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Criticism and society


nibblerd

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I am certainly light years more interesting than the rest of my sane, calm and mentally stable family. I sing in bands, make jewelry, paint, refinish furntiure and love to cook. I also try to do these things manic and make a huge mess that I have to clean up when stable again. Unless I am over medicated I am very creative on my meds. Though I will say I do not suffer for art, it is something I enjoy and it calms me down and helps me feel like the world is safe and stable. It also keeps me busy and out of trouble and is a good indicator of when I start to cycle up again.

I'm sorry to be the bearer of bad news, but your perception of your own interestingness might not necessarily be shared by others.

Or it could be. Why bother saying that? Is it just to be mean?

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I am certainly light years more interesting than the rest of my sane, calm and mentally stable family. I sing in bands, make jewelry, paint, refinish furntiure and love to cook. I also try to do these things manic and make a huge mess that I have to clean up when stable again. Unless I am over medicated I am very creative on my meds. Though I will say I do not suffer for art, it is something I enjoy and it calms me down and helps me feel like the world is safe and stable. It also keeps me busy and out of trouble and is a good indicator of when I start to cycle up again.

I'm sorry to be the bearer of bad news, but your perception of your own interestingness might not necessarily be shared by others.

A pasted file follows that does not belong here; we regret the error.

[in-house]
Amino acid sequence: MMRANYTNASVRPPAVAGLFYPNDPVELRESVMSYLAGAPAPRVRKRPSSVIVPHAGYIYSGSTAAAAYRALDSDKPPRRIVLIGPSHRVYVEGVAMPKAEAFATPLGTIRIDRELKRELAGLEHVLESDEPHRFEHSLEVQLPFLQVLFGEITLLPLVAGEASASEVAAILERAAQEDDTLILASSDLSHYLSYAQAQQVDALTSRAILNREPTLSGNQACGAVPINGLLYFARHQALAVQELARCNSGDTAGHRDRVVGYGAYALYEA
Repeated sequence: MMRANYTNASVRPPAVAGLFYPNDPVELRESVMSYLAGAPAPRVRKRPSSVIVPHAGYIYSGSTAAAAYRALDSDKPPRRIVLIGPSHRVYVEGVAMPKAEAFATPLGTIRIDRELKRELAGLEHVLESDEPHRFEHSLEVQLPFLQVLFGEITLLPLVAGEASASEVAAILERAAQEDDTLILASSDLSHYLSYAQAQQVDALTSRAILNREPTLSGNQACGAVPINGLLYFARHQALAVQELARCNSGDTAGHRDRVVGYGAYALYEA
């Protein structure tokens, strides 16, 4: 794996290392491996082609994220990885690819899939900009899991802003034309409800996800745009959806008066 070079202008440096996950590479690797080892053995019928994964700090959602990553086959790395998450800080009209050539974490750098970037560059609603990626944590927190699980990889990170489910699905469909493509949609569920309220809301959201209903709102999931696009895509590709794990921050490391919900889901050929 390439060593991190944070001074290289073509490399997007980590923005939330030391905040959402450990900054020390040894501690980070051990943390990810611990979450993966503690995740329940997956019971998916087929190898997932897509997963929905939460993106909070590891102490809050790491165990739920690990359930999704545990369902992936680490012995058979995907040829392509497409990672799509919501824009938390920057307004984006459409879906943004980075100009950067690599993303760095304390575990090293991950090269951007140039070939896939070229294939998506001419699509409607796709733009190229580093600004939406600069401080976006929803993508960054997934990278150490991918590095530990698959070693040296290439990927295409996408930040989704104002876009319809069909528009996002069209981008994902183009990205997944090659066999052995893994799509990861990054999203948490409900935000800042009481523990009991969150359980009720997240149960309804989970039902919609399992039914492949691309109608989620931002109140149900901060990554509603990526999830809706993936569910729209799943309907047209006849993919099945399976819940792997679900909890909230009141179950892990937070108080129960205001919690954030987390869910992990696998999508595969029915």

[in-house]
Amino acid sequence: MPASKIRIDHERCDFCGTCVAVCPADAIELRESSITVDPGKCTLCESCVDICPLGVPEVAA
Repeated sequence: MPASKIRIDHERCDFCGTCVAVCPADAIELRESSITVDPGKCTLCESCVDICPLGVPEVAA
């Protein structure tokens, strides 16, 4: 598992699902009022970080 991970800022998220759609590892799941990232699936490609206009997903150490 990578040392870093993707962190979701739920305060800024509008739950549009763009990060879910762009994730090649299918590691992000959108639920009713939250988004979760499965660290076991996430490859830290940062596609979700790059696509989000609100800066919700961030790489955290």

Or it could be. Why bother saying that? Is it just to be mean?

No, not at all. Because when people are hypo/manic, it's pretty common for them to think they're endlessly fascinating, while the reality is that other people are finding them incredibly annoying. Realistic self-assessment can be an important part of coming to terms with one's identity, generally, and illness, specifically.

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I am certainly light years more interesting than the rest of my sane, calm and mentally stable family. I sing in bands, make jewelry, paint, refinish furntiure and love to cook. I also try to do these things manic and make a huge mess that I have to clean up when stable again. Unless I am over medicated I am very creative on my meds. Though I will say I do not suffer for art, it is something I enjoy and it calms me down and helps me feel like the world is safe and stable. It also keeps me busy and out of trouble and is a good indicator of when I start to cycle up again.

I'm sorry to be the bearer of bad news, but your perception of your own interestingness might not necessarily be shared by others.

Or it could be. Why bother saying that? Is it just to be mean?

No, not at all. Because when people are hypo/manic, it's pretty common for them to think they're endlessly fascinating, while the reality is that other people are finding them incredibly annoying. Realistic self-assessment can be an important part of coming to terms with one's identity, generally, and illness, specifically.

I don't think the word fascinating is equivalent to interesting. Interesting is the antonym of boring - and doing all of the things that this user describes does certainly not mark one as boring. Fascinating is so painfully subjective that it is really only useful to the person describing the event or information. One does not have to inspire awe and happiness in every soul in order to be fascinating or interesting. All it takes is one. If someone is stable and they find themselves endlessly fascinating, are you going to step all over that? It's a good thing to have SOME sort of positive self-image, but my extended interpretation of your post is that you do not think so.